He also volunteered for the Youth and Culture Program as a drama director. In this role, he wrote a play called “Voices” about his experiences as a lost boy of Sudan. The play was performed at the Kenya National Theatre in Nairobi.
While he was at Kakuma, Liduba earned four certificates in peer counseling on HIV and sexually transmitted disease prevention, peace education and conflict resolution, adult education and leather turning.
In 2000, Liduba was granted asylum to come to the U.S., and in 2001, he was sent to Chicago. His oldest daughter was born the day he left.
Journey to education
Once Liduba arrived in Chicago, he secured a job in shipping at a company that produced maps and globes, so he could support himself and his wife and daughter who were still in Africa.
He also continued his journey to education. He was one of three out of 80 lost boys to pass the English, math and science tests to get into St. Augustine College in Chicago, where he earned an associate’s degree. He then started classes at Chicago State University. In 2009, he transferred to NDSU.
During fall 2011, he completed classes for his bachelor’s degree and now has an internship at Fargo Cass Public Health. He works with health protection and promotion, which provides community-based public health intervention on topics such as tobacco cessation, nutrition, safety and physical activity.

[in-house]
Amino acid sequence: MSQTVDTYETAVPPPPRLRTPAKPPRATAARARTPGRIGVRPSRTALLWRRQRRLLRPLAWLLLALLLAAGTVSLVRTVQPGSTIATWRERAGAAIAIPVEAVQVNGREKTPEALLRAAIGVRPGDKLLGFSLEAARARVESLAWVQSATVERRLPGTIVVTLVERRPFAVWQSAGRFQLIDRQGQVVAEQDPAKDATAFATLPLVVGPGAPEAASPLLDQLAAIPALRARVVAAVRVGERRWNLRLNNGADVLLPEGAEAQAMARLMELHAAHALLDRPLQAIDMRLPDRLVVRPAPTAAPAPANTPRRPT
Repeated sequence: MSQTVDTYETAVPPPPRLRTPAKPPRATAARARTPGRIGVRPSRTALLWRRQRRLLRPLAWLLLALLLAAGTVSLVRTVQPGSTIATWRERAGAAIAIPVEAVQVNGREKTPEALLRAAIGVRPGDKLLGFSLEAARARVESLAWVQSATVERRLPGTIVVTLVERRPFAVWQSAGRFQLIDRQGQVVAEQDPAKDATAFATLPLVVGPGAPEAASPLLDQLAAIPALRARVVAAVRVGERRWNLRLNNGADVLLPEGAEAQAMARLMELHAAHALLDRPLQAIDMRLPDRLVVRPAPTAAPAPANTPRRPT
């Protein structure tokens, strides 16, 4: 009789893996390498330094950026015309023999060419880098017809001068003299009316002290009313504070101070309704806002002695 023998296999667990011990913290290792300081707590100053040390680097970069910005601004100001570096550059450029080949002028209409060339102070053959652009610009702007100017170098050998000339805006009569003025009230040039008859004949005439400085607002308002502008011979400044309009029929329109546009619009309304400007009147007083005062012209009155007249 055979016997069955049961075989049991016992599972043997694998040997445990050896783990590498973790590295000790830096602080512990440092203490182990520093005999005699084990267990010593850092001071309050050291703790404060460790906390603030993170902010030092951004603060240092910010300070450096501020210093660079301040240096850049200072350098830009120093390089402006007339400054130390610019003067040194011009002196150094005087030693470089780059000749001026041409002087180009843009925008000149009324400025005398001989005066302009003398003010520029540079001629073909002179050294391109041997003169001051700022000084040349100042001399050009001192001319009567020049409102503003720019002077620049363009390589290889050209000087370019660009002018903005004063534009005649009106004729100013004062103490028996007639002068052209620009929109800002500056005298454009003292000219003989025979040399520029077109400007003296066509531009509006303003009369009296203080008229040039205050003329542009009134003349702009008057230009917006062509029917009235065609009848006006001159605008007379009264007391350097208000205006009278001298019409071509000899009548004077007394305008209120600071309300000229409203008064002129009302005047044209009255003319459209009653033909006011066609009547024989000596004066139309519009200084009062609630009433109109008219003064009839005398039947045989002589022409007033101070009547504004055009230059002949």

He also works as a nursing assistant in the Sanford Health Rehabilitation Unit. “A bright smile and good attitude is what I always give to my patients and try to put a smile on their face despite their pain,” he said. Helping people make healthy changes is “something I really love to do.”
In 2007, Liduba founded a non-profit organization called the Pari People Project to build a clinic and to provide school supplies for students in the Lafon area. That year, he returned to Sudan to work on the project and to visit his family for the first time since they were separated. His brother, who was 3 years old the last time they saw each other, picked him up at the airport. They used their cell phones to locate each other because they didn’t know how the other looked.
Seeing his mother for the first time was the most emotional, Liduba said. She had believed he was dead and blamed herself for his disappearance. What made the meeting even more intense was that Liduba looked like her brother who died in the war. “She was happy I came to prove I was still alive,” he said.
The Pari People Project is now part of the Life Program, which Liduba and other lost boys from Lafon collaborate on. The Life Program provides scholarships, school supplies, school construction, health care services and clean water for the people of Lafon.
Liduba plans to continue his education. He is applying for graduate school to study public health administration or international infectious disease control management and biosecurity.
“My desire to help people in the Republic of South Sudan is still alive, and I will respond to that call one day when time is right for it,” Liduba said. “I will not forget home. That’s where I am from, and I have to contribute and give back.”
Liduba writes about his experience as a lost boy of Sudan. Some of his poetry is available at www.universeofpoetry.org/sudan.shtml.